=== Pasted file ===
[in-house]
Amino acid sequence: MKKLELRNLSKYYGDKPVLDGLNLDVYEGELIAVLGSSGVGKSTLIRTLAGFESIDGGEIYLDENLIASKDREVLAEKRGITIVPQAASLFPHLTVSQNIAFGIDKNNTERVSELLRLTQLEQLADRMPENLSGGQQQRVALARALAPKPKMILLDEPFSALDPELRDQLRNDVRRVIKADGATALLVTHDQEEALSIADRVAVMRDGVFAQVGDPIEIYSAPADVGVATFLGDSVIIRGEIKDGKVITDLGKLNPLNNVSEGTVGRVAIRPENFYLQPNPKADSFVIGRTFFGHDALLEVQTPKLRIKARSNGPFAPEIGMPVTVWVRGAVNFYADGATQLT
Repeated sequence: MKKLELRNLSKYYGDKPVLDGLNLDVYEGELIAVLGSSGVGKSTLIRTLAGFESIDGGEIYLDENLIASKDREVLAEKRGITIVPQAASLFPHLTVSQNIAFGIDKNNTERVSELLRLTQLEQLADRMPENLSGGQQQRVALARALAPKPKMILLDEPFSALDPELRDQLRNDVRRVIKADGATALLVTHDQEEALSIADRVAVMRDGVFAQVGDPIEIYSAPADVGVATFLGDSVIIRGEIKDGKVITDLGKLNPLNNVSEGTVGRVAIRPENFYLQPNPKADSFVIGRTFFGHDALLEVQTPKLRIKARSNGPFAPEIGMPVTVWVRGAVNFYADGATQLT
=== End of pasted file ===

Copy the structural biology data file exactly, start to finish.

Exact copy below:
[in-house]
Amino acid sequence: MKKLELRNLSKYYGDKPVLDGLNLDVYEGELIAVLGSSGVGKSTLIRTLAGFESIDGGEIYLDENLIASKDREVLAEKRGITIVPQAASLFPHLTVSQNIAFGIDKNNTERVSELLRLTQLEQLADRMPENLSGGQQQRVALARALAPKPKMILLDEPFSALDPELRDQLRNDVRRVIKADGATALLVTHDQEEALSIADRVAVMRDGVFAQVGDPIEIYSAPADVGVATFLGDSVIIRGEIKDGKVITDLGKLNPLNNVSEGTVGRVAIRPENFYLQPNPKADSFVIGRTFFGHDALLEVQTPKLRIKARSNGPFAPEIGMPVTVWVRGAVNFYADGATQLT
Repeated sequence: MKKLELRNLSKYYGDKPVLDGLNLDVYEGELIAVLGSSGVGKSTLIRTLAGFESIDGGEIYLDENLIASKDREVLAEKRGITIVPQAASLFPHLTVSQNIAFGIDKNNTERVSELLRLTQLEQLADRMPENLSGGQQQRVALARALAPKPKMILLDEPFSALDPELRDQLRNDVRRVIKADGATALLVTHDQEEALSIADRVAVMRDGVFAQVGDPIEIYSAPADVGVATFLGDSVIIRGEIKDGKVITDLGKLNPLNNVSEGTVGRVAIRPENFYLQPNPKADSFVIGRTFFGHDALLEVQTPKLRIKARSNGPFAPEIGMPVTVWVRGAVNFYADGATQLT